”Lovin’ is what I got.”
“You are doing a great job, don’t get me wrong, but keep in mind that you are operating on a punch clock. We would all act differently around here if we were working on a clock running downwards,” Jared said to me. His southern accent was thick, and though he at times had the tendency to mumble, his thoughts were coming in completely clear. He was driving the two of us to 1824 Congress, a Habitat house a few streets off of Musician’s Village, to inspect some subcontracted work. I had no response; should I be offended, or understanding?
“Sometimes I wish I had a punch clock,” he continued.
“Well then, make one,” I threw back at him. We hit a nasty bump in the road, which shifted the lumber in his flatbed and temporarily threw my thoughts off track.
“Decide when you want to leave, and work towards it.”
“It’s not that easy, dude, this is my life. This isn’t a summer for me,” he informed me. We were silent for the remainder of the short ride, but as we got out and Bob Marley’s voice was extinguished, I felt like I had to vouch for myself in some way.
“Well, I don’t look at it like you think I do. So what? It’s eight weeks. It’s two months. It’s nothing, you think- but that’s exactly my point. I only have eight weeks to make a difference down here. I want to help, and I am not giving up. I am not looking at this place and saying ‘Screw it, I am out of here soon, why try to make a difference?’ I refuse to pretend that I cannot do anything.” The last sentence I spat out confused even me, the speaker, for a second, but I think my sincerity came across. So little time is not tantamount to so little progress.
We opened the house, and Jared went inside as I unloaded some lumber into a pile on the side of the house. We were still silent as we hopped back into the truck and drove back onto Habitat’s main site, the location –ultimately – of eighty homes of New Orleans residents. The entire staff of forty or so was in front of the field office, slowly forming a rough circle in the dusty heat of the afternoon. The volunteers had gone home, and we were the only people on site.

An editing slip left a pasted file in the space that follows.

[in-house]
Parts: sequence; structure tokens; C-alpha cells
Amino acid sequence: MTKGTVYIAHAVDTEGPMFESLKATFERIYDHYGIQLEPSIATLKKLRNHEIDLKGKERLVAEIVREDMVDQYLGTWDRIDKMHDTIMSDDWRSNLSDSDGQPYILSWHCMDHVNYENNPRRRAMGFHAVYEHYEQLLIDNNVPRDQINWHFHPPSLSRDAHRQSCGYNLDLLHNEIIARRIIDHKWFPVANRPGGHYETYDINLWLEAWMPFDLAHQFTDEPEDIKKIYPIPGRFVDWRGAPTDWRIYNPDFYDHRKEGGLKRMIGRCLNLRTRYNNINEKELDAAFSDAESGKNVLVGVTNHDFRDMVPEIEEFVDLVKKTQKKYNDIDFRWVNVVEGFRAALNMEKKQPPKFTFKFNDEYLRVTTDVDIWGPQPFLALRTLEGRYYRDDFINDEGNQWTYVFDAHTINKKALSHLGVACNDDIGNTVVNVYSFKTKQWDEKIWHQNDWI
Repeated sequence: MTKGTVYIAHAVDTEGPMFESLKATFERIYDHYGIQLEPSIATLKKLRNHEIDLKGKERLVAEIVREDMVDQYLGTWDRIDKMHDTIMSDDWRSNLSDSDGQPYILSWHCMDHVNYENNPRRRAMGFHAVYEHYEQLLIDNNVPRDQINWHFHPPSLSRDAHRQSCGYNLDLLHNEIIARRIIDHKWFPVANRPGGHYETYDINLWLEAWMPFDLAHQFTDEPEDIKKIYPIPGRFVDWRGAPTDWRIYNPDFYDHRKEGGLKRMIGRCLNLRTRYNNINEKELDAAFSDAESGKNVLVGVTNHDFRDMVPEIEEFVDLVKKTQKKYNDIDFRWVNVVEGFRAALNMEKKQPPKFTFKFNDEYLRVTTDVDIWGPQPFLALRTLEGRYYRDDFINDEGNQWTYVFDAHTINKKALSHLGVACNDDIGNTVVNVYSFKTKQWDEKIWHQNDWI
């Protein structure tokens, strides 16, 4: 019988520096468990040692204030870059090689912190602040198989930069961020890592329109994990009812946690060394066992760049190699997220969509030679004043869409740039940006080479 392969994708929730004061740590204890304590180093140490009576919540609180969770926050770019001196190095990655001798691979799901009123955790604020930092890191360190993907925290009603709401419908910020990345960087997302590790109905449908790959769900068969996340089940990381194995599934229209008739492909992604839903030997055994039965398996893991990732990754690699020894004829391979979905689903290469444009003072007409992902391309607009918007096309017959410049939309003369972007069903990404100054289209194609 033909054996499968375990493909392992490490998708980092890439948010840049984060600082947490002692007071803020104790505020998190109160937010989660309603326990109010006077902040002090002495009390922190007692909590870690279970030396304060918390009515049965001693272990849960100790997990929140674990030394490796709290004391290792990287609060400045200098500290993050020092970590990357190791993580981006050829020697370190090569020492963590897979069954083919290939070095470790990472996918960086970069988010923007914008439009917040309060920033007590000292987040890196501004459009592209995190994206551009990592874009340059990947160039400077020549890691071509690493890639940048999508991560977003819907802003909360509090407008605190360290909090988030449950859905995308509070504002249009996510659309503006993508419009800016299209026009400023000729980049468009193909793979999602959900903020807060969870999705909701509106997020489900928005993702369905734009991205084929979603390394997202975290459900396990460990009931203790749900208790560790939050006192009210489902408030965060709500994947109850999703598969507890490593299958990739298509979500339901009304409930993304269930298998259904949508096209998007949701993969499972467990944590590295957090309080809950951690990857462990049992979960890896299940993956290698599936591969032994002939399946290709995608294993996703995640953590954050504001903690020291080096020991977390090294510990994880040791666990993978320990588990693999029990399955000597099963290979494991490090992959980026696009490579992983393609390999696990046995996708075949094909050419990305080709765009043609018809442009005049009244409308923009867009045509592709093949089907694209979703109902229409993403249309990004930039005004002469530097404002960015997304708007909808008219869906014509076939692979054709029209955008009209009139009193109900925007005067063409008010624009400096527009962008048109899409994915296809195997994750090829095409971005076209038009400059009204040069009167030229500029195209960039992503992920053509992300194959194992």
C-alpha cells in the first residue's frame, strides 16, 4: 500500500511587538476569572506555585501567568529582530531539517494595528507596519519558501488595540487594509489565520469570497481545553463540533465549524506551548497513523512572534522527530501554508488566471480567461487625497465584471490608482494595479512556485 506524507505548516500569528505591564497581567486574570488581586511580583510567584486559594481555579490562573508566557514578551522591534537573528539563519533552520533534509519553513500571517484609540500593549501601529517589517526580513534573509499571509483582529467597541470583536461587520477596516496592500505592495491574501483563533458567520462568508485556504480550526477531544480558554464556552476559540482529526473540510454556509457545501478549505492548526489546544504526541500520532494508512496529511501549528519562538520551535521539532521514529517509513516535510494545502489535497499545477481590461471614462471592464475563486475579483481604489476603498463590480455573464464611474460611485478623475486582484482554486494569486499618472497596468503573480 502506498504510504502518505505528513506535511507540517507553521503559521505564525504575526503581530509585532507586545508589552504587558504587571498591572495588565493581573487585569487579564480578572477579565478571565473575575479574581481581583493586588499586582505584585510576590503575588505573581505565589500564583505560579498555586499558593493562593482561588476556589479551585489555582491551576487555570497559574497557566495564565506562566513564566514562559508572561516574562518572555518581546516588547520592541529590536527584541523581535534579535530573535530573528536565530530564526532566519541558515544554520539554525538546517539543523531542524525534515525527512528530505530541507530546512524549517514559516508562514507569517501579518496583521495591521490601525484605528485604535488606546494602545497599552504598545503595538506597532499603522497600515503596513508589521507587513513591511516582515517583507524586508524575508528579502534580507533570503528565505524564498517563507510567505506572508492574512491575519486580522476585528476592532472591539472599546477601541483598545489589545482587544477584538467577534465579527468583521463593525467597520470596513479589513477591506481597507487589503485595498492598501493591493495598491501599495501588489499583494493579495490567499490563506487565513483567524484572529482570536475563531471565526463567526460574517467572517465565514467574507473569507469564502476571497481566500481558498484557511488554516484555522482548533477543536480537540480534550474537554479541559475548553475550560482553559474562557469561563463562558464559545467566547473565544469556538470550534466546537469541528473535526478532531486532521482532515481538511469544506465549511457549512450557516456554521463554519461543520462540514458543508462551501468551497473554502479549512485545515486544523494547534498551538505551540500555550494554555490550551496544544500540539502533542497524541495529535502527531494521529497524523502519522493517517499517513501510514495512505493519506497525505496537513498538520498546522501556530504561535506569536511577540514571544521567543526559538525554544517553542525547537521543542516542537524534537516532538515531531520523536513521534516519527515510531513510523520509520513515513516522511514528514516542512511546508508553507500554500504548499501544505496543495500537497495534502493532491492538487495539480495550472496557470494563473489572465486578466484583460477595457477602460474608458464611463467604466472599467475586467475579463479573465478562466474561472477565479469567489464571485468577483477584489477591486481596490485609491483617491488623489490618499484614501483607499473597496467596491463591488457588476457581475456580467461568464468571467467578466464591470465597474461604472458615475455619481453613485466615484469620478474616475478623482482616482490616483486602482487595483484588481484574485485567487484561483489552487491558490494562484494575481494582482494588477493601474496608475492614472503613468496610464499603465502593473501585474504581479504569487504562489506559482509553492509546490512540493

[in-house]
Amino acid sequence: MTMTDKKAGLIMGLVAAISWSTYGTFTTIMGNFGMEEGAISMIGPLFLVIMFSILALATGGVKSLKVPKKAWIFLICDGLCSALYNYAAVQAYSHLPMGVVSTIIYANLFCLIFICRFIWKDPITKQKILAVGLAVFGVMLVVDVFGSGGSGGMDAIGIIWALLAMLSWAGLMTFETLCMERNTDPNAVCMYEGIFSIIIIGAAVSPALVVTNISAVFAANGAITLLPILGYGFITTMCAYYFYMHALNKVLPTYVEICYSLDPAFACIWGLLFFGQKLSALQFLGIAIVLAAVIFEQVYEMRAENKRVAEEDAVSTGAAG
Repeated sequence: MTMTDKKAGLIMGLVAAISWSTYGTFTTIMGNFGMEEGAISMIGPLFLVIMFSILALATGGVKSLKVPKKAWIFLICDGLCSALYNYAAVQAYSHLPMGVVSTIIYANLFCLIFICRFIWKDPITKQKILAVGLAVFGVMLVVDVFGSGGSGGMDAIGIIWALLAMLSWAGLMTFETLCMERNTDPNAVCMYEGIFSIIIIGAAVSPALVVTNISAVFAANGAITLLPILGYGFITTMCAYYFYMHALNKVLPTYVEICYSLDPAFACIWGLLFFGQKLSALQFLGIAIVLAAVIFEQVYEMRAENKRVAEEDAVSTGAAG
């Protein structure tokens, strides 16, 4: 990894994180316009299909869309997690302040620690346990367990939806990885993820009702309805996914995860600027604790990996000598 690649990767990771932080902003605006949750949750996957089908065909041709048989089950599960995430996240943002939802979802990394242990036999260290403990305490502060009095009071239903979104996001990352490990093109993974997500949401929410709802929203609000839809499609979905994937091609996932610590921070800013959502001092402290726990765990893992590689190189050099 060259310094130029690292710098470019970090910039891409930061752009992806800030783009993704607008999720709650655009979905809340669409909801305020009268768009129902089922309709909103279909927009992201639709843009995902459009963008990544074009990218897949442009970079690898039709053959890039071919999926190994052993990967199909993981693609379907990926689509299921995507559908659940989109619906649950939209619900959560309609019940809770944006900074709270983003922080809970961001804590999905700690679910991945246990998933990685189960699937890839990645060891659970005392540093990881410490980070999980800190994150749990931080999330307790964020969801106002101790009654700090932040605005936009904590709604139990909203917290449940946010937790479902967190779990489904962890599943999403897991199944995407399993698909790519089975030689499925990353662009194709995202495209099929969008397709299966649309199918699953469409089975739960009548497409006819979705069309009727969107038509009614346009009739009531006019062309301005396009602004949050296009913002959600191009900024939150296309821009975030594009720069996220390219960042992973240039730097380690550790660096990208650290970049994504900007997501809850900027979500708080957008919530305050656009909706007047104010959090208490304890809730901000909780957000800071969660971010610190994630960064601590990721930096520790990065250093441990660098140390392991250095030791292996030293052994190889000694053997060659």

“Who wants to go first?” someone called out of the crowd. “Who wants to tell their favorite memory of working at Habitat?”
Was it Friday already? In the busyness of the office, I always forgot the most important things. Today was the last day of the majority of the AmeriCorps volunteers, who had decided last July to make a one-year commitment to work with New Orleans Area Habitat. I had only been there six weeks, and although goodbye’s were frequent, I could tell that they were still unwelcome.
“I will go first,” said Tara, taking a small step into the circle. “I remember, working on the West Bank, when the entire site flooded, and Brian, Dan, and I were stuck in our tool trailer for what seemed like hours.” Everyone cheered as she continued, “there’s even like a ten second video of us in there.”
“When I came,” David, a clean cut, twenty-something-year-old followed, “Kelly was my house leader on my very first day.” It probably felt like it would never end.
“I remember that!” Kelly, a genial blond girl from Colorado exclaimed. “You were wearing that exact same t-shirt!”
“I only own like three!” he shouted back. Everyone laughed, barely holding back tears.
“I think for me, it was the day I realized that we don’t just build homes anymore. Homes were the beginning; we now build neighborhoods,” Ann, a former teacher, continued.
We all looked at the non-Habitat houses across Alvar Street. People were moving back in. Bring homes, bring hope. “People aren’t moving back in everywhere, but they are coming back right around the village.”
“I think, those of us who are leaving, know how much they have done down here,” Terry, a native New Orleanian relatively new to Habitat, explained. “Seriously.”
I looked around; nothing but laughter, tears, and sweat. Good times under the lazy, sun-filled, limitless Louisiana sky.